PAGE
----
Let me give an example. I asked somebody to translate some things from my website and they didn’t really have experience. That’s the first time they were going to translate. And they translated it, and after this person gave it back to me, I sent it to other people who were working on that language section and they sent it back with a lot of things that they corrected on it – lots and lots of things. And so, I can say that it was my fault. I didn’t explain clearly enough that this is your first try and that I don’t expect it to be perfect and I’m going to send it to other people to check so that you can learn. So it’s my mistake for not explaining everything clearly what the process would be. Indirectly, this new translator got the message, from my saying that this was a learning experience, that I expected that she would improve.
Question: She says she can very much accept what you said on the personal level, between two persons. What she aimed more with her question was on a broader level, like between organizations, like an environment oriented organization has to stand up against some industry companies, and especially if there are some not so clean things on the other side. Her question was then how to do that, how to bring your criticism out in a correct way?
Alex: I think there’s a difference between fact-finding and condemning the other party for the evil that they’re doing. Fact-finding is fact-finding; just present it as objective information. And then try to get people to implement that and act on that. But calling names, “You’re such terrible polluters,” and you know, the bad ones – anybody who’s on the receiving side of that is automatically going to become defensive and then more likely to attack back. What other response do you expect if you’re so aggressive?
But if you’re going to point out weak points in somebody else, what they’re doing, first of all you have to take in a large picture, not just look at one tiny little aspect of it, because they have a point also – that if you stop the lumber industry in a certain area, nobody in this town will have work anymore. And so how are these people supposed to feed their children? So you have to come up with some follow-up, of how to deal with the problem, even if all these people are involved in making weapons, and then they lose their jobs.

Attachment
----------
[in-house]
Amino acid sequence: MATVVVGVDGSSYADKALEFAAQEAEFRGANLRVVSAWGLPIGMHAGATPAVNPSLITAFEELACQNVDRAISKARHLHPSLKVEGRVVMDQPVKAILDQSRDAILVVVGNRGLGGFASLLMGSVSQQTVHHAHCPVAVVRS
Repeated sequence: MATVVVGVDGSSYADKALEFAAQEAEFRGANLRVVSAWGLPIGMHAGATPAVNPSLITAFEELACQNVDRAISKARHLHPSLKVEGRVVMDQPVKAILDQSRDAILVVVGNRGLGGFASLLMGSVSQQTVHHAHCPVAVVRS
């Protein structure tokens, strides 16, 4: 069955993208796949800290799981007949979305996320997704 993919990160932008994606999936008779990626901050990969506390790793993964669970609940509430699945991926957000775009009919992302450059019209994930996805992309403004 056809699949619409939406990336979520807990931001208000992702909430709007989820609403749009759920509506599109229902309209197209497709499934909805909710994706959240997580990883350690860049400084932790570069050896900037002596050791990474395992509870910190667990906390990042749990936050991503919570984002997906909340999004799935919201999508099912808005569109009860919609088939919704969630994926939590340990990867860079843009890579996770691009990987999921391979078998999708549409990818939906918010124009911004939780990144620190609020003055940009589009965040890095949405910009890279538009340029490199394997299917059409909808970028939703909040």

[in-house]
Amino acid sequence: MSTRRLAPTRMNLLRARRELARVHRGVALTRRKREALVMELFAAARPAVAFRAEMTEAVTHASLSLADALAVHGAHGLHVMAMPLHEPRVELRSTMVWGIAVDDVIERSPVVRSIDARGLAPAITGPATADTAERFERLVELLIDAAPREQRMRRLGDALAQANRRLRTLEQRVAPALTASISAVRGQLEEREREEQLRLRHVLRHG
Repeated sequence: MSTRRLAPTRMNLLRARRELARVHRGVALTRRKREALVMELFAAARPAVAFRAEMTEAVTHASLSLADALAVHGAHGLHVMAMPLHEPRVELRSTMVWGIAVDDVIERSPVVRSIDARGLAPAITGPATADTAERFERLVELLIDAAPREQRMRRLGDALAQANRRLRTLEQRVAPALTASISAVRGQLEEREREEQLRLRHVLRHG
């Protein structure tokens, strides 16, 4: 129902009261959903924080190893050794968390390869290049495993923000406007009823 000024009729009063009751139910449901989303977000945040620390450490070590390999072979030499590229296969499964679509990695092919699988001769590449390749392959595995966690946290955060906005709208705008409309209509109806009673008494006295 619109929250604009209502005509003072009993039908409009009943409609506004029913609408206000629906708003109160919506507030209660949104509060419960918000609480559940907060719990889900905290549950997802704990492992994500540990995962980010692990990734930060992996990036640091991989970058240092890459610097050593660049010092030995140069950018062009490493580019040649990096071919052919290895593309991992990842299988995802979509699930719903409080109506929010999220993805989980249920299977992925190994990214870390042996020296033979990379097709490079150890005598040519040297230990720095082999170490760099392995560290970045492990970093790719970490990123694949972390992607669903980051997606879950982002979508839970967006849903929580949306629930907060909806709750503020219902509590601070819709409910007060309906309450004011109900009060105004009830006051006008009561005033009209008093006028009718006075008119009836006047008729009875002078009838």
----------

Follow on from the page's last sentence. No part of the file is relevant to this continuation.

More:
Well, don’t be so totally idealistic. Come up with a workable solution that will solve the consequences of what you’re proposing. Otherwise you’re going to be attacked back, if you just idealistically say, “No more weapons, and no more anything.” How would people live? So you need to then come up with a plan for them. It’s called constructive criticism. Then it’s possible for them to implement; you give them another alternative. That’s realistic. So then we see that these sorts of problems are not very easy to solve.
OK. Now let’s continue with our discussion.
We had started to get into the topic which is a very important topic, which I’d like to pursue next, which is the issue of categories – dividing the world and ourselves into winners and losers. Because this gets into the whole topic of what’s called in Buddhism “mental labeling,” which is very, very much involved with the discussion of voidness. Now, this is not at all limited to the discussion of duality – you know, dividing the world into winners and losers. That’s just a small variation of a much larger theme of, as I said, in a simple word that is the easiest for most people to relate to in the West, is the word “categories.” What are these categories in which we view the world?
Now, when we look at categories, categories are the way that basically we try to understand the world and our experience. And categories are things which are just made up by minds; it’s mentally constructed. So, let’s just use an example that I often like to use because I think it’s fairly easier to understand, is the whole issue of color. If we look in general, there’s a whole spectrum – I’m not a scientist, so please excuse me if I’m not completely accurate – but there’s a whole spectrum of wavelengths of light. Now, how we divide that spectrum of colors? It’s totally arbitrary; you could divide it any way, any way, whatsoever; it’s not fixed from the side of the spectrum. And so one particular culture decides – they make up their own definition of a category: between this wavelength and that wavelength is going to be one category of color. It’s totally arbitrary.
Whether you define in terms of this number to that number or you define it in terms of pointing, then saying, anything that’s darker than this is red and anything lighter then this is orange. It doesn’t matter; you’re making a boundary, you’re giving a definition. It’s the whole issue, “Are definitions inherent in anything, or are definitions made up by culture, by mind?” And they’re made up by culture or our mind. So, we’re setting the boundaries, this is a definition: between this point and that point I’m going to make it into a category. Or our culture is going to divide that into categories, into a color. There aren’t lines out there in the universe, or a wall dividing red from orange. So, even in terms of sensitivities, there’s still a boundary; what’s going to be in one category, what’s going to be in another category. It doesn’t matter what the basis of making the category is, it’s irrelevant. The point is the boundaries are set arbitrarily.